Electronic government should be inserted into a broader reform of the State, which should contemplate the analysis and reorganization of the processes, the management structure, the regulatory framework, the relationship between agents, the functions of the State itself and the relationship of the State with civil society.” The methodologies developed to calculate the savings and the efficiency provided by the new technologies include the Binps (Benefits over Public Investments). This index verifies and quantifies – in terms of savings – a cost reduction for the government as a consequence of the innovation. Another index, called Measurement of Public Benefits, compares the costs of traditional and innovative management processes. The index e-Licitações measures the increase in government procurement efficiency, as prices are negotiated through tenders conducted by means of innovated processes. The objective is to show the advances that these procedures make in the form of executing public expenditures. The Adherence to the Electronic Government (IA e-gov) index was created to go beyond subjective measurements and perception research studies on the phenomenon of corruption. It shows the degree of efficiency that results from the use of electronic means in any process inherent to public management, and the deviation of the maximum maturity level of the e-Gov that this process can achieve.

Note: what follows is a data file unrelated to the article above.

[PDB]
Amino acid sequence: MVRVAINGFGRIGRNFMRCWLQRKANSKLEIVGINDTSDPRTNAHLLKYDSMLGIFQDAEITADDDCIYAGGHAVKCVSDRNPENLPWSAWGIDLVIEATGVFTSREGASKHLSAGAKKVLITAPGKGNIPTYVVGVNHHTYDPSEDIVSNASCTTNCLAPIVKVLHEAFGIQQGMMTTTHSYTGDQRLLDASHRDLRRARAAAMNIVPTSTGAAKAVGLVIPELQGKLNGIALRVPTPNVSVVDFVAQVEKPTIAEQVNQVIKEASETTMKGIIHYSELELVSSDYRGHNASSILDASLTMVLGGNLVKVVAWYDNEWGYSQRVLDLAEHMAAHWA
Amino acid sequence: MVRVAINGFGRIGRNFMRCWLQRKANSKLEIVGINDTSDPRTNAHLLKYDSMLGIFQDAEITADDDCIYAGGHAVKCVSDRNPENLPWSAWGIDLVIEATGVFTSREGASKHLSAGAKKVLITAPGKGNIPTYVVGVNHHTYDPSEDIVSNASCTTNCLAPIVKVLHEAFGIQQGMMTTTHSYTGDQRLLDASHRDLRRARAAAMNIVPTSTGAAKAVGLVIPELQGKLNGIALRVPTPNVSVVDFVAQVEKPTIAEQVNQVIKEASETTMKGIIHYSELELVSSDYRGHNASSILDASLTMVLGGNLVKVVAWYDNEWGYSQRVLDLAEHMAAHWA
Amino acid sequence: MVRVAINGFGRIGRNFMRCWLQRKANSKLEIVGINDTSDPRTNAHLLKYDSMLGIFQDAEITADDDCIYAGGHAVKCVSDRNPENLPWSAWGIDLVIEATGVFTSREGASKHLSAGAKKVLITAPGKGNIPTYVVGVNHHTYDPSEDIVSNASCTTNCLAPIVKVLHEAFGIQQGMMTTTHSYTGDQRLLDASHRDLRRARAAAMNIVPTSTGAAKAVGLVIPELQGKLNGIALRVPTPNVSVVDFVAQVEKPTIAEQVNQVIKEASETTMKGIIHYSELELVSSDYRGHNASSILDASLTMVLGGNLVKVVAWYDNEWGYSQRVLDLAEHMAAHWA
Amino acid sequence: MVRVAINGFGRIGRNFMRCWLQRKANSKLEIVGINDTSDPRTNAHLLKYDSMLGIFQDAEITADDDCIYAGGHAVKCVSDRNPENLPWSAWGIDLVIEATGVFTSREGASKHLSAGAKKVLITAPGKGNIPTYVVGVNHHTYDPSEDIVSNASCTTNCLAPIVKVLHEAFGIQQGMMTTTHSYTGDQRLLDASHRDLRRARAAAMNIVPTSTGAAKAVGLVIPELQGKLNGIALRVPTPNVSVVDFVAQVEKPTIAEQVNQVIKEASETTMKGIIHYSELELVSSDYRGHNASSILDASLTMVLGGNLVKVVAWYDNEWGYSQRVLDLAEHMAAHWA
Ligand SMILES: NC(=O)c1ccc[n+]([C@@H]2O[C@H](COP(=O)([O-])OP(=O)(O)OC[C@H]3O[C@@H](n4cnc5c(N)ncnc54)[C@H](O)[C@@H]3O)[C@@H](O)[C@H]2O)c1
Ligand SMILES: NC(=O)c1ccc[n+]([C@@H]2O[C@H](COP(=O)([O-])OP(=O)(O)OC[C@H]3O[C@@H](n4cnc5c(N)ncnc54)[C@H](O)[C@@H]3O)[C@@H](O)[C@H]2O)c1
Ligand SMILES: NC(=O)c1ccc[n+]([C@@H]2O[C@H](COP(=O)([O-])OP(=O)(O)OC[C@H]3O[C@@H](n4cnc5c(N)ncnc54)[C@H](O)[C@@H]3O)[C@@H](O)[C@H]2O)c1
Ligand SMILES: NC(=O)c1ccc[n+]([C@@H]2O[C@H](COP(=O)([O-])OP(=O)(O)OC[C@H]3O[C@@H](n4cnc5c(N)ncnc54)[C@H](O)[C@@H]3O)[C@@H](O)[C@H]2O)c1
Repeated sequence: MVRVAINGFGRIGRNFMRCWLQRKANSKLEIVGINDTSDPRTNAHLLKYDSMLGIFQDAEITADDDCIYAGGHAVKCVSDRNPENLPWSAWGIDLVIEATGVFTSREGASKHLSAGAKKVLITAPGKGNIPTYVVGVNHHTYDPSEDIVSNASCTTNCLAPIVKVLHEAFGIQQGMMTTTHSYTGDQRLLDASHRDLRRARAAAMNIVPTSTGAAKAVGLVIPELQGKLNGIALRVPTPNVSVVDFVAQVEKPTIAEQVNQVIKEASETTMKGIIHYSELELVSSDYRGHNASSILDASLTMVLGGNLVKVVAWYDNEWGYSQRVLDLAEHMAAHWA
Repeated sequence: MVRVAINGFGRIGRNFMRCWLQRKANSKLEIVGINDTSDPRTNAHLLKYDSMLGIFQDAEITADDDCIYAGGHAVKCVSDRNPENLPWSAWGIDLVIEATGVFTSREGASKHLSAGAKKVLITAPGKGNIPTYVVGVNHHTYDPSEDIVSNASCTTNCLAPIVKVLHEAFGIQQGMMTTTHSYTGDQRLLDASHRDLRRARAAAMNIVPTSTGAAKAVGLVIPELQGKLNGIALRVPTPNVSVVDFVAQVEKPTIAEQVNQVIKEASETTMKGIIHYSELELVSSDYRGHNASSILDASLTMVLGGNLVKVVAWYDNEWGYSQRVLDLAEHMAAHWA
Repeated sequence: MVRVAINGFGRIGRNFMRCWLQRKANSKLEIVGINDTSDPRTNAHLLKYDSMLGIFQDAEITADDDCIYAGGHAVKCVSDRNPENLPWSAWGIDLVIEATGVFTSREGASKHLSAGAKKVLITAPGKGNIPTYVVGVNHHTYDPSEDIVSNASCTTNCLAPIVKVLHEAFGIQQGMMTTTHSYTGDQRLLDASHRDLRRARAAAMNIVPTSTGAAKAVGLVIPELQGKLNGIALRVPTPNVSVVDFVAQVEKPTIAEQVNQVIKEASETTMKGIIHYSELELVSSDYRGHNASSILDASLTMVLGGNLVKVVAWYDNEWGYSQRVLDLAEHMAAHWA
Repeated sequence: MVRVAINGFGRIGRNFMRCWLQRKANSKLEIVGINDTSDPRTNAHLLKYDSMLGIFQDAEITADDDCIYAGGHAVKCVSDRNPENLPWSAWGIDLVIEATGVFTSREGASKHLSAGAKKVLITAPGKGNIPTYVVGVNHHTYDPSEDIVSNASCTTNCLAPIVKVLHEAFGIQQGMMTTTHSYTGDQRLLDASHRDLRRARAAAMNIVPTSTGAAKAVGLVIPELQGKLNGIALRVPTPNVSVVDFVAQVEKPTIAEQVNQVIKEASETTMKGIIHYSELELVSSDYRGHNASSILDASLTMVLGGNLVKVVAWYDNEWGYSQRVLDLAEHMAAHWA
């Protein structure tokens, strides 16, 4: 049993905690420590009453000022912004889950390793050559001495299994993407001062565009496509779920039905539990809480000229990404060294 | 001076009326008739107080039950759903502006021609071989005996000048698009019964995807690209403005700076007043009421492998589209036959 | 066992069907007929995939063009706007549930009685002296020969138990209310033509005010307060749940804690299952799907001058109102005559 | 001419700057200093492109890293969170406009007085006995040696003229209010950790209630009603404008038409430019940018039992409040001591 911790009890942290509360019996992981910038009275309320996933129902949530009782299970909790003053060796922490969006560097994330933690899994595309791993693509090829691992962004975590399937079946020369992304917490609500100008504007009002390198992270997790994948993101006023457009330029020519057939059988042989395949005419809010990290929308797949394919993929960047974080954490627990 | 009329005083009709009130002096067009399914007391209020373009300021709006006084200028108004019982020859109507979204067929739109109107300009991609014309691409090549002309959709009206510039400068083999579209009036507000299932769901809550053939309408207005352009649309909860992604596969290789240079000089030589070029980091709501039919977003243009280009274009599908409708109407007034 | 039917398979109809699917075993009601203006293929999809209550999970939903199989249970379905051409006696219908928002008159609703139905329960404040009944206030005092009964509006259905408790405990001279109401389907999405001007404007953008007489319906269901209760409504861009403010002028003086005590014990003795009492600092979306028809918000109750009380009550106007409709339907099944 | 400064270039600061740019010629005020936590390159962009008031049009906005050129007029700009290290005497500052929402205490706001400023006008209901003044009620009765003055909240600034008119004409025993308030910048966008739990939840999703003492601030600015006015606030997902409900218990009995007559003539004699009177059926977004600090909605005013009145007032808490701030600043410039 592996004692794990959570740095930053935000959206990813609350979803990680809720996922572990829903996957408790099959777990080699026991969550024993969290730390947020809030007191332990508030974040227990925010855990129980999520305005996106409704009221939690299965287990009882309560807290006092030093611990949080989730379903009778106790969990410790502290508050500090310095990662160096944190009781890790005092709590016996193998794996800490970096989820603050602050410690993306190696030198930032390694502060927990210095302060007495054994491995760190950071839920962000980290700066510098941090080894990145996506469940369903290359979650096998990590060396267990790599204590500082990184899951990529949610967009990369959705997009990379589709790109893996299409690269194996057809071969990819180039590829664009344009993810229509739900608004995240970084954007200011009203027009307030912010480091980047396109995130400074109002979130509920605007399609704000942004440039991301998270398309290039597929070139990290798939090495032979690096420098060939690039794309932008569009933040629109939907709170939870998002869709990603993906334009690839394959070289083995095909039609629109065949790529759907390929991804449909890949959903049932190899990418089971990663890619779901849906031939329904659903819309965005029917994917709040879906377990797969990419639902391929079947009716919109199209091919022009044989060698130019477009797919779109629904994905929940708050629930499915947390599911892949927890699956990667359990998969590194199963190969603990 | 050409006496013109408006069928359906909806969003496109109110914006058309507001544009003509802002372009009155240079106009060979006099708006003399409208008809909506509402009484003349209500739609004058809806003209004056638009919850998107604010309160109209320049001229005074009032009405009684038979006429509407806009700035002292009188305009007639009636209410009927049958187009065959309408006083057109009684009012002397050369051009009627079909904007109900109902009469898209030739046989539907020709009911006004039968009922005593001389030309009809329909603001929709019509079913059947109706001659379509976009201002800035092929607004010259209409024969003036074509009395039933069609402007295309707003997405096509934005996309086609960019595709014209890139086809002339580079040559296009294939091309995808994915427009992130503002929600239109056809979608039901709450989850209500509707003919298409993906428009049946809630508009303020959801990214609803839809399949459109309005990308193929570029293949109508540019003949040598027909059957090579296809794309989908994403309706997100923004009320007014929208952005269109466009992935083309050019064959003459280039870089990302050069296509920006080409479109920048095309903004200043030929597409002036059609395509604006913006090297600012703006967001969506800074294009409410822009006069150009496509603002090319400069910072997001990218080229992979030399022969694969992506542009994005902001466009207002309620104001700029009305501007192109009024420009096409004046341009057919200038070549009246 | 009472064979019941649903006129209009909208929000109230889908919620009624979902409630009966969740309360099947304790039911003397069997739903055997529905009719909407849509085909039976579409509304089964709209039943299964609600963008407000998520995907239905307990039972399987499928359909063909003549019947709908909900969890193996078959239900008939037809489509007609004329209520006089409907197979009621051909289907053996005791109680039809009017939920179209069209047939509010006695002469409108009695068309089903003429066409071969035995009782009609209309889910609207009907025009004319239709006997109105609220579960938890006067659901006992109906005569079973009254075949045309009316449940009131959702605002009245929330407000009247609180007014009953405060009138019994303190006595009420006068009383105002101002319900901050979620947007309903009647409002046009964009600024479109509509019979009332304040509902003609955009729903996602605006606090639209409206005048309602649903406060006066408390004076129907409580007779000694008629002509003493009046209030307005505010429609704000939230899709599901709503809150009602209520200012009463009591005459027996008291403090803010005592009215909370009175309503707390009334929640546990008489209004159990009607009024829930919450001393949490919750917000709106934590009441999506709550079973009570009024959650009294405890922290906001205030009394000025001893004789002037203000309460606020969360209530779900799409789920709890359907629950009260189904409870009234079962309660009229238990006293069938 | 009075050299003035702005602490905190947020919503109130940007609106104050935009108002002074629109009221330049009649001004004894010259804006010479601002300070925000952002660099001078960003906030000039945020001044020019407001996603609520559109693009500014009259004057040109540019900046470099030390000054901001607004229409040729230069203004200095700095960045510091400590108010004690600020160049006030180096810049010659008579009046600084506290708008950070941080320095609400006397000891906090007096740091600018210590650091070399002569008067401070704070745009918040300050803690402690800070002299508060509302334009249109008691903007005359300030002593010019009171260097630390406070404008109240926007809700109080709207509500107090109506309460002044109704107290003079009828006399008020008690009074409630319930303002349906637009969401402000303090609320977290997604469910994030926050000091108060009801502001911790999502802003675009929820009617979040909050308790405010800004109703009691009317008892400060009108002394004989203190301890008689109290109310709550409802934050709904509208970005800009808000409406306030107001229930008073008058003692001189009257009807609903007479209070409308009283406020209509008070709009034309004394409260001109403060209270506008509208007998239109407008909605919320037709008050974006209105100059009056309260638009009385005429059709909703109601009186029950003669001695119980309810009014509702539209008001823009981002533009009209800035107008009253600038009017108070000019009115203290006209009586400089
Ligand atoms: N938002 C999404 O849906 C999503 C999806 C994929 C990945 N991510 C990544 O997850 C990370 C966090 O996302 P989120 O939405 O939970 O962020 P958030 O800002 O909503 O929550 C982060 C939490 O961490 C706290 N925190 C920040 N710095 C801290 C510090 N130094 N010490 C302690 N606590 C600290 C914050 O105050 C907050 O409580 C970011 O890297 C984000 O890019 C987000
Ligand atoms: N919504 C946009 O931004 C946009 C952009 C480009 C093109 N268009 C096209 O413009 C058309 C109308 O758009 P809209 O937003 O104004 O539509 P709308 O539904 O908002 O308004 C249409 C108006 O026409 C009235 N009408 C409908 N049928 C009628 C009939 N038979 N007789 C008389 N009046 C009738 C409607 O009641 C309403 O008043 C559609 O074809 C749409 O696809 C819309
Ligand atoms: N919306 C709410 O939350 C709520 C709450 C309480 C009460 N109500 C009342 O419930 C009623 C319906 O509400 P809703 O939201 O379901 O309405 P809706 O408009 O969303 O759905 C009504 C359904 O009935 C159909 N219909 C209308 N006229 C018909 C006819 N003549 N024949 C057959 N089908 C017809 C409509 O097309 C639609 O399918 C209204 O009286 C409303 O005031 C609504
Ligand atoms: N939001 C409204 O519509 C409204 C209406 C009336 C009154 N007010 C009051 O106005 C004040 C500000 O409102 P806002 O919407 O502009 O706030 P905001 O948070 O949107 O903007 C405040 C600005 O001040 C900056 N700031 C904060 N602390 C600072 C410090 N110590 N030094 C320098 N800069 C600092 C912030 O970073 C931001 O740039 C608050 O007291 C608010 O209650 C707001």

Canada is the global leader of e-Government services and digital inclusion. Other countries have made significant efforts in this respect: Singapore, for example, was at the top of the international ranking of the sector, as a result of successfully executing five national information technology plans. To come out of the crisis provoked by the collapse of the former Soviet Union, Finland moved from being a raw material exporter to an exporter of technology and became a model of the knowledge economy. Sri Lanka was the first country in the world to adopt a national e-Development plan, with the support of the World Bank. “These countries took great advantage of Information and Communication Technologies (ICT) in their social-economic development strategies,” says Peter Titcomb Knight, Ph.D. in Economics from the USA’s Stanford University, who coordinated the e-Brasil project and organized e-Development in Brazil and in the world (volume published by Yendis/ Brazilian e-Commerce Chamber).